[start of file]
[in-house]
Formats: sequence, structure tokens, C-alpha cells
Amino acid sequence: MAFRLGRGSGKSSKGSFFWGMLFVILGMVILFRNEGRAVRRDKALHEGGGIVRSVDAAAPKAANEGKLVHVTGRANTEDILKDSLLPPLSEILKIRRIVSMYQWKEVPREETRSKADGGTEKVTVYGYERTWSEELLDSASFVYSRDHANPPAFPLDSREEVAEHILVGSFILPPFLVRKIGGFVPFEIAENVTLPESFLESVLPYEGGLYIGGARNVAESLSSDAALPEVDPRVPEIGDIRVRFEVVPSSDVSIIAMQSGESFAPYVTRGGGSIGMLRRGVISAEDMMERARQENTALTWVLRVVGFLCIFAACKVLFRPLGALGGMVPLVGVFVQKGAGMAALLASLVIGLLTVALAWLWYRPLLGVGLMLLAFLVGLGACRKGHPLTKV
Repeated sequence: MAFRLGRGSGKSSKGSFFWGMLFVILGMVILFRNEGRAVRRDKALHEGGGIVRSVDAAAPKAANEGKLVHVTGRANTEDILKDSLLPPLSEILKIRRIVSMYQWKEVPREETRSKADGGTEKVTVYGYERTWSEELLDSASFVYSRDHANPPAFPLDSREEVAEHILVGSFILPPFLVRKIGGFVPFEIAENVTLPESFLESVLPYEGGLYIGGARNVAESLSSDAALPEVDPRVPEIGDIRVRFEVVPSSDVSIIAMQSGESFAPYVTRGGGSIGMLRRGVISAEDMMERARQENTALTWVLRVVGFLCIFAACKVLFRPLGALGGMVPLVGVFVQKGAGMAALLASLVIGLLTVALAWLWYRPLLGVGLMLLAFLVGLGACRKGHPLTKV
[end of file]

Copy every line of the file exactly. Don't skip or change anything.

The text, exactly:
[in-house]
Formats: sequence, structure tokens, C-alpha cells
Amino acid sequence: MAFRLGRGSGKSSKGSFFWGMLFVILGMVILFRNEGRAVRRDKALHEGGGIVRSVDAAAPKAANEGKLVHVTGRANTEDILKDSLLPPLSEILKIRRIVSMYQWKEVPREETRSKADGGTEKVTVYGYERTWSEELLDSASFVYSRDHANPPAFPLDSREEVAEHILVGSFILPPFLVRKIGGFVPFEIAENVTLPESFLESVLPYEGGLYIGGARNVAESLSSDAALPEVDPRVPEIGDIRVRFEVVPSSDVSIIAMQSGESFAPYVTRGGGSIGMLRRGVISAEDMMERARQENTALTWVLRVVGFLCIFAACKVLFRPLGALGGMVPLVGVFVQKGAGMAALLASLVIGLLTVALAWLWYRPLLGVGLMLLAFLVGLGACRKGHPLTKV
Repeated sequence: MAFRLGRGSGKSSKGSFFWGMLFVILGMVILFRNEGRAVRRDKALHEGGGIVRSVDAAAPKAANEGKLVHVTGRANTEDILKDSLLPPLSEILKIRRIVSMYQWKEVPREETRSKADGGTEKVTVYGYERTWSEELLDSASFVYSRDHANPPAFPLDSREEVAEHILVGSFILPPFLVRKIGGFVPFEIAENVTLPESFLESVLPYEGGLYIGGARNVAESLSSDAALPEVDPRVPEIGDIRVRFEVVPSSDVSIIAMQSGESFAPYVTRGGGSIGMLRRGVISAEDMMERARQENTALTWVLRVVGFLCIFAACKVLFRPLGALGGMVPLVGVFVQKGAGMAALLASLVIGLLTVALAWLWYRPLLGVGLMLLAFLVGLGACRKGHPLTKV